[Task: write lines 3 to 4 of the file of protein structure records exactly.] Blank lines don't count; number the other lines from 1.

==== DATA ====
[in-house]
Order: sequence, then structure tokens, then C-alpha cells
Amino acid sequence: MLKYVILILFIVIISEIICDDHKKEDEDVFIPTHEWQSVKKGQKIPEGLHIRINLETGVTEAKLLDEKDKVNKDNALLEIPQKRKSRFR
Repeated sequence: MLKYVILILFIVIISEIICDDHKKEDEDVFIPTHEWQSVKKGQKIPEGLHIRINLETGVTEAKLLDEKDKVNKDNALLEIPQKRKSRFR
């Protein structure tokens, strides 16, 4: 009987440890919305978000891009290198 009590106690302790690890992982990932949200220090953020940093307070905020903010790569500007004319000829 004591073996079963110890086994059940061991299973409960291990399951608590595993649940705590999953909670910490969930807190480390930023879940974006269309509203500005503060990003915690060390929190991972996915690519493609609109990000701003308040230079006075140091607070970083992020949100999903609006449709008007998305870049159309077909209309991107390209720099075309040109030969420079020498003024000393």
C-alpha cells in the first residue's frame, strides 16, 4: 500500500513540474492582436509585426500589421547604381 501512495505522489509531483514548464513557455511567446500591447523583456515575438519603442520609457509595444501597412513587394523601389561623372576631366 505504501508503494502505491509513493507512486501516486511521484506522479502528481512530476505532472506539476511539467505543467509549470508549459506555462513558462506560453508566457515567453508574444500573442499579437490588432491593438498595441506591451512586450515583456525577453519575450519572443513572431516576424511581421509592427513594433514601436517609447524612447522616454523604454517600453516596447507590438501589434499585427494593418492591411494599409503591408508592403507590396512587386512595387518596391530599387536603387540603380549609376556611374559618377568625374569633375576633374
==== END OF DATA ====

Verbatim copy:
Amino acid sequence: MLKYVILILFIVIISEIICDDHKKEDEDVFIPTHEWQSVKKGQKIPEGLHIRINLETGVTEAKLLDEKDKVNKDNALLEIPQKRKSRFR
Repeated sequence: MLKYVILILFIVIISEIICDDHKKEDEDVFIPTHEWQSVKKGQKIPEGLHIRINLETGVTEAKLLDEKDKVNKDNALLEIPQKRKSRFR